Built at the city’s highest point, Valencia Cathedral
Built at the city’s highest point, Valencia Cathedral – or to give it its full name, the Santa Iglesia Catedral Basilica Metropolitana de Santa María – does not quite dominate the skyline as much as its grand title might suggest. If it wasn’t for the great Miguelete bell tower you’d hardly know it was a cathedral at all.
The building itself looks like someone has gone mad with an ancient set of Lego bricks, a marvellous mishmash of styles with the Miguelete stuck on at one corner and the Basilica glued onto the other. But then, of course, that is its charm. It stands as a rambling but dignified old gateway between the buses and the tourist bars on the Plaza de la Reina and the delights of the ramshackle dusty streets of the Barrio del Carmen. And all this on a site which has been the focal point and spiritual heart of the city for more than two thousand years.
Today’s Cathedral is just latest in a long line of places of worship which have stood on this site. The site has been ripped up and had more makeovers than the modern city centre’s ever-changing roadside pavements. The constant stream of different governors, kings, sultans, princes and other assorted ruffians who ruled the city over the centuries came along, decided they didn’t quite like what the previous owners had done to the place, knocked everything down and rebuilt things to the glory of their particular God.
The first of these was the Temple of Diana built by the Romans in 138 BC which was in turn destroyed by Pompey and replaced by a temple to the goddess Fortuna. Engravings from the temple dating back to the first century BC can be seen on the side of the Basilica and within those walls poor St. Vincent the Martyr was finally left to die.
Then came the Visigoths who, true to their penchant for knocking down any Roman buildings they came across, smashed everything up and built the first Christian Cathedral on this site, the Cathedral del Santísimo Salvador. It was here in 584 that King Leovigild locked up his own son St. Hermenegild for ten years over a little argument they had one day about religion, but hey that’s the Visigoths for you.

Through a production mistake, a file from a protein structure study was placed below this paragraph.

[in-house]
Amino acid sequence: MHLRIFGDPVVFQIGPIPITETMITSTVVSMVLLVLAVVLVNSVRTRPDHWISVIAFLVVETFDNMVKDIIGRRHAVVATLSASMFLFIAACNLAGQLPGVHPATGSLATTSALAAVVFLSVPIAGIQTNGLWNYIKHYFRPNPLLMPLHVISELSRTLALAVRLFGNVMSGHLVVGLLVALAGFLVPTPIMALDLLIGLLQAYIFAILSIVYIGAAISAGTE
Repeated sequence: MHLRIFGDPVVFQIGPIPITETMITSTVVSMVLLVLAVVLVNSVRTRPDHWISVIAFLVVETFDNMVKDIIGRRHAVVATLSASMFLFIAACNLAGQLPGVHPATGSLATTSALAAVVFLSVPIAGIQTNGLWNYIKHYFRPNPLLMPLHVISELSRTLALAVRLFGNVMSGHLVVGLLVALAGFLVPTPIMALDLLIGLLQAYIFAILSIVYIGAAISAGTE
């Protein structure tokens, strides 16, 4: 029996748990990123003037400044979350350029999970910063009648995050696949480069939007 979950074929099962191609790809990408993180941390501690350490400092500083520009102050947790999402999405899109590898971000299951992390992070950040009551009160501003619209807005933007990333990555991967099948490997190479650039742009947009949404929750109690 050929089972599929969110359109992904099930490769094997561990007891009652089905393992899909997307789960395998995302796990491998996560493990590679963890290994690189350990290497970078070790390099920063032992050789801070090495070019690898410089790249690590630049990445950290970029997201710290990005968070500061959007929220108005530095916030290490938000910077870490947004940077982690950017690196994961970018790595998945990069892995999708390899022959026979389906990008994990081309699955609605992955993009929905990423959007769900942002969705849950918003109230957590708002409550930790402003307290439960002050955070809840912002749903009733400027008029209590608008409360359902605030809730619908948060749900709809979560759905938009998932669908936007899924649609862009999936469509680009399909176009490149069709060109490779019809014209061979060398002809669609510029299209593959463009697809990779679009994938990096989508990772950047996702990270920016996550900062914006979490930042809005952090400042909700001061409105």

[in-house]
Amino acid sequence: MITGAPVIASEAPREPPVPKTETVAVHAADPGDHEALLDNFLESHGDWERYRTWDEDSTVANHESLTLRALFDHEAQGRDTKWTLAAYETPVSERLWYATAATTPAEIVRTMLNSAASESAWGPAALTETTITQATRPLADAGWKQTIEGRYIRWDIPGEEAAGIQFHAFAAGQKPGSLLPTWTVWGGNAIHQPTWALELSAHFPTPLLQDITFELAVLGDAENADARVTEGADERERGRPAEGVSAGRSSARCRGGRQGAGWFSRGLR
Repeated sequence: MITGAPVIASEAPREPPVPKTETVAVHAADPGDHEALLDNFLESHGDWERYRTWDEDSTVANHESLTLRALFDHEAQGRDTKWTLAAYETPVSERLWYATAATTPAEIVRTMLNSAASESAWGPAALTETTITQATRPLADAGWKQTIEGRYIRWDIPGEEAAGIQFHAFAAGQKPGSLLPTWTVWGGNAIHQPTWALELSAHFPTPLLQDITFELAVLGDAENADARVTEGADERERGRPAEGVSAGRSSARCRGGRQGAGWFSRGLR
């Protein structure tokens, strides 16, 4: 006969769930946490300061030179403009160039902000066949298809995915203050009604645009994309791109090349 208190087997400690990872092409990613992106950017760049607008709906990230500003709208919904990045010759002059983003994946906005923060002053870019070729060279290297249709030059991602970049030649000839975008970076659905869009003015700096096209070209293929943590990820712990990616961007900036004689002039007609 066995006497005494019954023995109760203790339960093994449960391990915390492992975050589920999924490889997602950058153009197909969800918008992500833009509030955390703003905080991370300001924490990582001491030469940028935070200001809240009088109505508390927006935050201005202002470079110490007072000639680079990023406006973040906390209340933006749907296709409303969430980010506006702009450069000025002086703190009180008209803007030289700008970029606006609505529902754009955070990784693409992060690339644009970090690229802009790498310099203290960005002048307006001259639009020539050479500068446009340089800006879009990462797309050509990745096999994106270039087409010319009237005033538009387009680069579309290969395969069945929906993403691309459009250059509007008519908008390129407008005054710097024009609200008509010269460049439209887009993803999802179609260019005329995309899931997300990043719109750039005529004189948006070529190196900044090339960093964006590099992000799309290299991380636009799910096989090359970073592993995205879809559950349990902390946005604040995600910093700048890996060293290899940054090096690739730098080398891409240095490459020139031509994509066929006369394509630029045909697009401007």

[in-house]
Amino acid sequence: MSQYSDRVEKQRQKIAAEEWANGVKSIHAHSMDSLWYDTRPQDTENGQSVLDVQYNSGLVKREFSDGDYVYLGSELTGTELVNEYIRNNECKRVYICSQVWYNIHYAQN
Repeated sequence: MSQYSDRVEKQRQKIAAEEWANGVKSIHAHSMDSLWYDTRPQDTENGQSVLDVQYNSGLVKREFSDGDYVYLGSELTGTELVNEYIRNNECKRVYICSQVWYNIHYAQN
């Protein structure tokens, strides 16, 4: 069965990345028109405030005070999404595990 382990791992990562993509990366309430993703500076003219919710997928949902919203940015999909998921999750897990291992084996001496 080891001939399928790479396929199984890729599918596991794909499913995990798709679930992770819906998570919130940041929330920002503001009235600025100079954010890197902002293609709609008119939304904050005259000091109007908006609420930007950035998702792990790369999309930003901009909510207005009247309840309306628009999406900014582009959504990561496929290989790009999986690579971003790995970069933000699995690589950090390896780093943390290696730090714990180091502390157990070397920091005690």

The Moors came next and did some major alterations in order to construct the Great Mosque of Balansiya which stayed around for 500 years between the 8th and 13th centuries with a brief interlude from 1095 to 1102 when El Cid and his beautiful wife Sophia Loren (Jimena Díaz) moved in for a while and briefly changed it back to a Christian church.
Apart from a bit of paint work here and there, they didn’t do much with it and the place was handed back to the Moors largely unaltered. Columns from the Moorish mosque can still be seen in the Almoina ruins exhibition behind the Cathedral. Almost everything else was destroyed by King Jaume I and his knights when they re-conquered Valencia for the Christians in 1235.
Building didn’t start on the present day Cathedral until 1262. In a rush to hit home the changeover from Muslim rule, Jaume had the Mihrab (the holiest part of the old mosque) replaced with a Romanesque style doorway brought down from Lleida. It remains in place to this day opposite the bishop’s palace, still facing Mecca.